Once more the last-place Rangers showed they are nothing close to a good team. While the Orioles played seamless defense, the Rangers sabotaged themselves with an unturned double play, a wild pitch and a dropped fly ball. The Orioles used all of them for their runs. Meanwhile, at 17-31 the Rangers have equaled their second-worst start in franchise history.

"They're pretty much the team I left last season," said Segui, who split the year between Texas and Cleveland. "They hit the ball extremely well but have trouble with pitching and defense. Nothing's really changed."

The Orioles jumped Rangers starter Ryan Glynn (1-4) for two first-inning runs after second baseman Michael Young inexplicably held onto the relay on Bordick's potential double-play grounder. Chris Richard immediately took advantage with a double low off the right-field fence to score Bordick.

Glynn then hurt himself by bouncing a pitch to the screen and giving Richard third base. Left fielder Jeff Conine then converted the opportunity with a sacrifice fly.

After the Rangers pulled within 2-1 in the third inning, the Orioles used right fielder Ruben Mateo's two-out error in the bottom of the inning to start a rally that culminated in Ripken's opposite-field RBI single.

What appeared to be Segui's inning-ending fly ball to the warning track became an adventure when Mateo reacted poorly to an inward wind. Also believing that center fielder Gabe Kapler was approaching, Mateo glanced to his right before looking back for the ball. He lunged late but only mangled the play. A walk of Greg Myers preceded Ripken extending his hitting streak to six games.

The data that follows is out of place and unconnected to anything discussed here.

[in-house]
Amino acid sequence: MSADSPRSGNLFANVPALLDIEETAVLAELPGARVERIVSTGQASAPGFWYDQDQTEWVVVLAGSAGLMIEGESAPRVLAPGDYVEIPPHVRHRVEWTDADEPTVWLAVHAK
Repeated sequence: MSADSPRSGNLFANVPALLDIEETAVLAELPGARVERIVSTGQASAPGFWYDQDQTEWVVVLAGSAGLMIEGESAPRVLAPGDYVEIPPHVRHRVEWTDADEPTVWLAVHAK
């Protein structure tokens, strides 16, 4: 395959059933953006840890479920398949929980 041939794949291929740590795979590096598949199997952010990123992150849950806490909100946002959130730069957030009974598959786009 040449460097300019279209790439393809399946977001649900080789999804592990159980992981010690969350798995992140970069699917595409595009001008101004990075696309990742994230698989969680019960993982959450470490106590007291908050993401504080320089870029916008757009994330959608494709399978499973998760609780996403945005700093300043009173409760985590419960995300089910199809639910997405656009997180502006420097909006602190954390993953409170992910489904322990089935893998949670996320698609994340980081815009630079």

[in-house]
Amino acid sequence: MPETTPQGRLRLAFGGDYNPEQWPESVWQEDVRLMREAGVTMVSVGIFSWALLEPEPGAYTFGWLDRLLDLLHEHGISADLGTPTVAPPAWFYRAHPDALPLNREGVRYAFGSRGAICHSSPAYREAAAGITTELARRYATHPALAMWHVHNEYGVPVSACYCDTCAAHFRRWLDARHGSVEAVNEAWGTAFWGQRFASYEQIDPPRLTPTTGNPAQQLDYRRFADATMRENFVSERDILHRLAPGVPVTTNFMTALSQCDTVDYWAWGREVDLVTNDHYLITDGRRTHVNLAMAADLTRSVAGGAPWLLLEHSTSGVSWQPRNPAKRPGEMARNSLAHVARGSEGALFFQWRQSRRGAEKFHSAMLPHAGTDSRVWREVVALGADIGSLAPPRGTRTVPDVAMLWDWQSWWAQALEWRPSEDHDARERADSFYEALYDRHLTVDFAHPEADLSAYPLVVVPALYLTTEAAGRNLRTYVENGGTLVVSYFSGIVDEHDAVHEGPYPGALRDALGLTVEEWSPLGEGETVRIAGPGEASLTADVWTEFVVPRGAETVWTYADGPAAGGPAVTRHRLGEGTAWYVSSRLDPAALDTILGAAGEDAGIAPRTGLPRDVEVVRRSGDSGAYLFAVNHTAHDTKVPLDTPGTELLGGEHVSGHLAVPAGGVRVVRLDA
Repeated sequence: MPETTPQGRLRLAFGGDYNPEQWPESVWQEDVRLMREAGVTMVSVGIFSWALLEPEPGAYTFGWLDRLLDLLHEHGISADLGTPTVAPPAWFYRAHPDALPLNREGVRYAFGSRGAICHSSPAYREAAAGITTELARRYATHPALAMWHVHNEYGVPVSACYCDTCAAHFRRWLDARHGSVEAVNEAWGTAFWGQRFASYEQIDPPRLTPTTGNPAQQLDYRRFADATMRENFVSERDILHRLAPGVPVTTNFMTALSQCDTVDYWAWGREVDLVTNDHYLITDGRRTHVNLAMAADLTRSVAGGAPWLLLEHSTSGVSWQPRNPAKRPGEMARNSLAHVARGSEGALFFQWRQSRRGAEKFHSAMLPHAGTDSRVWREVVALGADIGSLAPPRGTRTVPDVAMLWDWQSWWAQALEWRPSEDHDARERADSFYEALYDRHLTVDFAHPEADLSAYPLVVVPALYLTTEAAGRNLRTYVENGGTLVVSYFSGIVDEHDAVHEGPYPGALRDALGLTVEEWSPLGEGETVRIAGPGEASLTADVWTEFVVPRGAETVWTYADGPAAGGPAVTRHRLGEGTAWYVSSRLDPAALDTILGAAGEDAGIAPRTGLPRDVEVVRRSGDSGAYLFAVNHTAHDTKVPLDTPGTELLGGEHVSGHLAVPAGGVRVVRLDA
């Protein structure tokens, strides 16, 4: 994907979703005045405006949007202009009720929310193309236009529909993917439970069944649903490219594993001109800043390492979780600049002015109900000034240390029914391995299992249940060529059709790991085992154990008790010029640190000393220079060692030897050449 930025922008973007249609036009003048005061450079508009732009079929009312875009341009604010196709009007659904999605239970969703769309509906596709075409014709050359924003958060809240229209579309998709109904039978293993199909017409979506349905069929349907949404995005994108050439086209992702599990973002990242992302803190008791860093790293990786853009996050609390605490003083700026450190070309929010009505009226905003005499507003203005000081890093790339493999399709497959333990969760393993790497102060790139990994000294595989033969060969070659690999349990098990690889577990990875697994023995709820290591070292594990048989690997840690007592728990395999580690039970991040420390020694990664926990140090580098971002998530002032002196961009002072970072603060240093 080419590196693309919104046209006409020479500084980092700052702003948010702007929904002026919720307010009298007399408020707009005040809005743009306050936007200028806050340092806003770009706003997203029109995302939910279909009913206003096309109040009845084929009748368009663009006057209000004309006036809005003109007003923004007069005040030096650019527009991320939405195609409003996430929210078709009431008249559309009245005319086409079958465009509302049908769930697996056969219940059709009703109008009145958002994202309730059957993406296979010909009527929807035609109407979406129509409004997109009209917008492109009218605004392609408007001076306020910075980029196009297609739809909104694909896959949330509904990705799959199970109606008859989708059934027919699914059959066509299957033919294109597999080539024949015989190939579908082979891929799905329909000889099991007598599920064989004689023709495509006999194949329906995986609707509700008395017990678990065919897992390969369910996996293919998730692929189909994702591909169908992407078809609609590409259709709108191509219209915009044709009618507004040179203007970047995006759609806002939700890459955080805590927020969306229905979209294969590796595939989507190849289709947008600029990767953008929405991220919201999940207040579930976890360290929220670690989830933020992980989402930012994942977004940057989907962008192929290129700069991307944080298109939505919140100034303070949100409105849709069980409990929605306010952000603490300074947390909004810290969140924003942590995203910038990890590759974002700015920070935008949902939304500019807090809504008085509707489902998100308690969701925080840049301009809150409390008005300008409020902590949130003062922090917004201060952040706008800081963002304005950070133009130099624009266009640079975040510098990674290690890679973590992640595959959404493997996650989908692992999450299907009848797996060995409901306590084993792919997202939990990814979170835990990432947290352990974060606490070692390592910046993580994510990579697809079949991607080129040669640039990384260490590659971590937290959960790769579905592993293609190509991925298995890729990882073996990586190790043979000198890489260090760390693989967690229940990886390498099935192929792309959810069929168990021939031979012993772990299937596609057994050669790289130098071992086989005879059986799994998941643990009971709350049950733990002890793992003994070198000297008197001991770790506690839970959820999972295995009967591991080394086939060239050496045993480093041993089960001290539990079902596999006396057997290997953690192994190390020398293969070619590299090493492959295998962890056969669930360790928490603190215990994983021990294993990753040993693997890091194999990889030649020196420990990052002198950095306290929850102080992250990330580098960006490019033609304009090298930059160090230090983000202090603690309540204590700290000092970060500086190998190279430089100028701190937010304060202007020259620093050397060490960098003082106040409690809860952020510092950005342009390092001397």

"In games like this, small mistakes have a tendency to haunt you," Hargrove said. "The first game we didn't make a couple plays that allowed them to get back into it. ... I guess it's fairly obvious we took advantage of some opportunities early today."

"People say the Yankees are lucky because they get a lot of breaks. They get all the calls. Other teams make errors. That kind of stuff. But unless you take advantage of them, they're not breaks; they're nothing," said Conine, now riding an 11-game hitting streak that has jacked his average to .330. "In order for you to get a break, you have to make a pitch, get an out or get the key hit. They just don't happen. We're doing that now."

Ponson (2-3) pitched seven eventful innings. He allowed seven hits and a walk but checked the dangerous middle of the Rangers' lineup to Ivan Rodriguez's infield single, Alex Rodriguez's two-out RBI single in the third inning and Kapler's leadoff double in the fourth.

However, unlike Glynn, he benefited from sound defensive support. The Rangers pushed only two runners to third base and failed to reach scoring position after the fourth inning.

If not for a 1:05 rain delay that interrupted the bottom of the seventh inning, Hargrove would have allowed Ponson to continue. He emerged 2-0 with a 3.22 ERA in four starts since returning from the disabled list.

"I wanted to finish the game but the rain got in the way," Ponson said. "It's great to see our starters, our relievers and our offense all doing the job. We are in the same boat, so you keep riding it and see how far it takes you."

Hargrove has reminded his team that .500 is only a road marker, not a destination. Until recently, it was a reminder few outside their clubhouse believed necessary.

Orioles today

Opponent: Texas Rangers

Site: Camden Yards

Time: 1:35 p.m.

TV/Radio: Ch. 54/WBAL (1090 AM)

Starters: Rangers' Kenny Rogers (3-3, 5.97) vs. Orioles' Josh Towers (1-1, 5.19)